Paul Shaw



5. Classify each of the following occurrences as an incident or a disaster. If an occurrence is a disaster, determine whether business continuity plans would be called into play. For each of the scenarios, describe the steps necessary to restore operations. Indicate whether law enforcement would be involved.

a. a hacker breaks into the company network and deletes files from a server.

††††††††††† I would classify this as an incident and attempt to prevent future attacks while also looking to a backup to restore the files.

b. A fire breaks out in the storeroom and sets off sprinklers on that floor. Some computers are damaged, but the fire is contained.

††††††††††† This would probably be an incident if all the computerís data was backed up, getting new systems and reinstalling the files from the damaged models should be fine. As for the rest of the office, it may be called a disaster since the fire may have shaken people up and drastically altered the workplace.

c. A tornado hits a local power station, and the company will be without power for three to five days.

††††††††††† I would think this would be a disaster, but if the company was unaffected by the tornado physically, if they had proper backups before the tornado happened, they should be fine once power returns so long as a disaster recovery response team checks it all over. If not, they can attempt to figure out what data may be compromised while the company is out of power and attempt to mitigate losses, again with the disaster recovery response team.

d. Employees go on strike, and the company could be without critical workers for weeks.


e. A disgruntled employee takes a critical server home, sneaking it out after hours.

††††††††††† This is an incident as itís a violation of law and policy, And will probably involve the reacquisition of the server and the firing and possible arrest of the employee.


1.    What would be the first note you wrote down if you were Charlie?

I would add more rigorous off-site backups for data and off-site copies of physical documents not in the systems.

2.    What else should be on Charlieís list?

What to do in case of fire or arson destroying critical systems for one, along with general disaster plans and general data backup and recovery ideas in case of the worst possibilities. I would also think of other sites to expand parts of the business to, as having everything in one location is a blessing and a curse in scenarios like his dream, creating a few extra places for people to work and minimize company losses if one location got destroyed.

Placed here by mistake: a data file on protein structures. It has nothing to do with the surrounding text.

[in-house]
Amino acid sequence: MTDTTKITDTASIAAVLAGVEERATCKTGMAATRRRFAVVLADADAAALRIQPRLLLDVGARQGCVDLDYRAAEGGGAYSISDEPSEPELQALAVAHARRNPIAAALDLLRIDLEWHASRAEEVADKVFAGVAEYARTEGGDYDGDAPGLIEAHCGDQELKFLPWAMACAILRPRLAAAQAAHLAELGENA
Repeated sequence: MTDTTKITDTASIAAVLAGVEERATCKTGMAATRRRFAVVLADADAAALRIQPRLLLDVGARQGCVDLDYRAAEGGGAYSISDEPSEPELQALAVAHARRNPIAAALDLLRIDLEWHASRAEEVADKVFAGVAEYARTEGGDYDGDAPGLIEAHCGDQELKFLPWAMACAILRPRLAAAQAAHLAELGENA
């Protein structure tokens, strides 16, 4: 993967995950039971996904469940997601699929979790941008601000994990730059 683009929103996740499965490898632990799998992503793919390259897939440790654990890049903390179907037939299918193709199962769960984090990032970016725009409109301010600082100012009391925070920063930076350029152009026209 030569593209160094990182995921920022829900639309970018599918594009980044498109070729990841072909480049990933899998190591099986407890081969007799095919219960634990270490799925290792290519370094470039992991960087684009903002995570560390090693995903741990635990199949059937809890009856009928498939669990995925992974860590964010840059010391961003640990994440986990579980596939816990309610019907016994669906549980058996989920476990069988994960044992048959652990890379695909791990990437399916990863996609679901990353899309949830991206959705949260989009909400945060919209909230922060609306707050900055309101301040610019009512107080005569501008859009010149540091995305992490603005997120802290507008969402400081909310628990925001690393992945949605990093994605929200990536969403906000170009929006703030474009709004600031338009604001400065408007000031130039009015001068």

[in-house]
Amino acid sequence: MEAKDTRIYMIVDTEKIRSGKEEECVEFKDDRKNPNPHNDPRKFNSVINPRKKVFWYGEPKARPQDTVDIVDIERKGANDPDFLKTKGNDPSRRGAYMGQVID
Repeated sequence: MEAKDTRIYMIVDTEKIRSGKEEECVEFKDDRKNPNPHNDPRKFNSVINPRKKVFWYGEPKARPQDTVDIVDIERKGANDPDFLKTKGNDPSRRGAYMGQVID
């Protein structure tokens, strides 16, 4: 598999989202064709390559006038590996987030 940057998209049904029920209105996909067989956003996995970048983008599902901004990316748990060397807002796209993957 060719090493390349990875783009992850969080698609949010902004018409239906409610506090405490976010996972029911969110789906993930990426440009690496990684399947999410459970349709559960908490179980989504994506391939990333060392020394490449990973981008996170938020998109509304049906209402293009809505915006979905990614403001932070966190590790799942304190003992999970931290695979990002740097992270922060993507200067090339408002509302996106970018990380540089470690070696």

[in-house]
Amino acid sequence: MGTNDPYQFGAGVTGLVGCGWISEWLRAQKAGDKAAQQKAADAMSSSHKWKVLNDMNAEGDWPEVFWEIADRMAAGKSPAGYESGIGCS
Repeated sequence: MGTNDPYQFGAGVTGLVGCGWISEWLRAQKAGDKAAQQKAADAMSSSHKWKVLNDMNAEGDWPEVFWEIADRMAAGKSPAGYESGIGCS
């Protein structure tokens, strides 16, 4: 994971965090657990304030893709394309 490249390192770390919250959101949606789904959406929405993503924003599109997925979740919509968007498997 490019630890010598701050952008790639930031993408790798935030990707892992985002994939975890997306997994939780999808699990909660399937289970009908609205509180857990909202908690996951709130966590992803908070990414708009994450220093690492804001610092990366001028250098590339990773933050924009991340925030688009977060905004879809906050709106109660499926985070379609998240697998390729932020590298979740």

3.    Suppose Charlie encountered resistance to his plans to improve continuity planning. What appeals could he use to sway opinions toward improved business continuity planning?

Talking about what the consequences of his dream might be would be a good start. Of course, it plays into his actual attempts as well, but the severity of a catastrophic disaster like that is worth the effort to have backups and other plans to handle them. He could talk about how much of a problem the last few viruses were and how itíll only get worse if they donít prepare to deal with them.

Ethical Decision Making

††††††††† In some cases, especially when organizations expand into foreign countries, they experience a form of culture shock when the law of their new host country conflict with their internal policies. Suppose that SLS has expanded its operations in France. Setting aside any legal requirements that SLS make its policies conform to French law, does SLS have an ethical imperative to modify its policies to better meet the needs of its stakeholders in the new country?

††††††††††† I would say that they have a business imperative to conform to French cultural standards, not just ethical concerns. Its important that many companies try and fit the needs and cultural norms of their different operations, for many reasons, to succeed in the new area they chose. Some reasons being the people that are used to a different way of things working, and the climate and possible issues with the location ecologically should be considered as well.

††††††††††† Suppose SLS has altered its policies for all operations in France and that the changes are much more favorable to employees, such as a requirement to provide child and elder-care services at no cost to the employee. Is SLS under any ethical burden to offer the same benefit to employees in its original country.

††††††††††† They donít really have an ethical burden to provide those things at their original location, as it doesnít seem like its more of a frequent deal at the original location. If more companies started offering those benefits at home then they would have more ethical pressure then, but not right now. Of course, their employees would greatly benefit from extras like that so there is some ethical pressure to add them but not a whole lot.